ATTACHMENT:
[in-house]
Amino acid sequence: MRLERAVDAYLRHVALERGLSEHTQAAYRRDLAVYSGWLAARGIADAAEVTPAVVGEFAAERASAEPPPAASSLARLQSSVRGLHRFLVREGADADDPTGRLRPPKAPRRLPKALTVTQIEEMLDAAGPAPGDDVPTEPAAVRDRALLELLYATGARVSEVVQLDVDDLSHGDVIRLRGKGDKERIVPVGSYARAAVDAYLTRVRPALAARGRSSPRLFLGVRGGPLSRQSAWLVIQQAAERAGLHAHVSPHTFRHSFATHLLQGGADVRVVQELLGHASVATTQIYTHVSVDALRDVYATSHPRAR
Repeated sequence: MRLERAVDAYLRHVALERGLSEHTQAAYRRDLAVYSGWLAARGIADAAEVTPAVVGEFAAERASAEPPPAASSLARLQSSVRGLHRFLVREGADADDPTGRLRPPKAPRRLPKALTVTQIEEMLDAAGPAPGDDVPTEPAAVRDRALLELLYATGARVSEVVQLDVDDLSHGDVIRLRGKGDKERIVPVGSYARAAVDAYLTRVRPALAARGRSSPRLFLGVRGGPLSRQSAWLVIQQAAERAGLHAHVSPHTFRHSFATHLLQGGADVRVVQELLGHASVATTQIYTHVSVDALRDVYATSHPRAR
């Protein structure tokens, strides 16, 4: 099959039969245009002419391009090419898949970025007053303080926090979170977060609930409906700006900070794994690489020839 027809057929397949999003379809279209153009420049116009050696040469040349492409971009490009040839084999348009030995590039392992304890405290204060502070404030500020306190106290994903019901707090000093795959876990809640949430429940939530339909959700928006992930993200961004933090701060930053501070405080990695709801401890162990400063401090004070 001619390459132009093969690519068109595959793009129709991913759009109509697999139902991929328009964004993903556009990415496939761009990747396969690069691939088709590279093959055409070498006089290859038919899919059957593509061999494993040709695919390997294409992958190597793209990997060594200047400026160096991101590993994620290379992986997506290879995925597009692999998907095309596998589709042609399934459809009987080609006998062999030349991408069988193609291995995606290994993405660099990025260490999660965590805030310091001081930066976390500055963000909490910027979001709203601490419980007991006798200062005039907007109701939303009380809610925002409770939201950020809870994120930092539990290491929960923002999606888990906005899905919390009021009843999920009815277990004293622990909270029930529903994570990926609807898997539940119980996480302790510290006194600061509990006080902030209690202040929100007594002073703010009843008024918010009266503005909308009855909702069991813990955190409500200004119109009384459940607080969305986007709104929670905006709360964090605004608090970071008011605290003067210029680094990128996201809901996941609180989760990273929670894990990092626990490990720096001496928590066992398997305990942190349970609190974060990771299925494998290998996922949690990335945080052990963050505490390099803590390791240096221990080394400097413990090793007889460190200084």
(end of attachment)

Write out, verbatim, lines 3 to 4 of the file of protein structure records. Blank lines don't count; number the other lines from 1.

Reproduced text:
Repeated sequence: MRLERAVDAYLRHVALERGLSEHTQAAYRRDLAVYSGWLAARGIADAAEVTPAVVGEFAAERASAEPPPAASSLARLQSSVRGLHRFLVREGADADDPTGRLRPPKAPRRLPKALTVTQIEEMLDAAGPAPGDDVPTEPAAVRDRALLELLYATGARVSEVVQLDVDDLSHGDVIRLRGKGDKERIVPVGSYARAAVDAYLTRVRPALAARGRSSPRLFLGVRGGPLSRQSAWLVIQQAAERAGLHAHVSPHTFRHSFATHLLQGGADVRVVQELLGHASVATTQIYTHVSVDALRDVYATSHPRAR
């Protein structure tokens, strides 16, 4: 099959039969245009002419391009090419898949970025007053303080926090979170977060609930409906700006900070794994690489020839 027809057929397949999003379809279209153009420049116009050696040469040349492409971009490009040839084999348009030995590039392992304890405290204060502070404030500020306190106290994903019901707090000093795959876990809640949430429940939530339909959700928006992930993200961004933090701060930053501070405080990695709801401890162990400063401090004070 001619390459132009093969690519068109595959793009129709991913759009109509697999139902991929328009964004993903556009990415496939761009990747396969690069691939088709590279093959055409070498006089290859038919899919059957593509061999494993040709695919390997294409992958190597793209990997060594200047400026160096991101590993994620290379992986997506290879995925597009692999998907095309596998589709042609399934459809009987080609006998062999030349991408069988193609291995995606290994993405660099990025260490999660965590805030310091001081930066976390500055963000909490910027979001709203601490419980007991006798200062005039907007109701939303009380809610925002409770939201950020809870994120930092539990290491929960923002999606888990906005899905919390009021009843999920009815277990004293622990909270029930529903994570990926609807898997539940119980996480302790510290006194600061509990006080902030209690202040929100007594002073703010009843008024918010009266503005909308009855909702069991813990955190409500200004119109009384459940607080969305986007709104929670905006709360964090605004608090970071008011605290003067210029680094990128996201809901996941609180989760990273929670894990990092626990490990720096001496928590066992398997305990942190349970609190974060990771299925494998290998996922949690990335945080052990963050505490390099803590390791240096221990080394400097413990090793007889460190200084």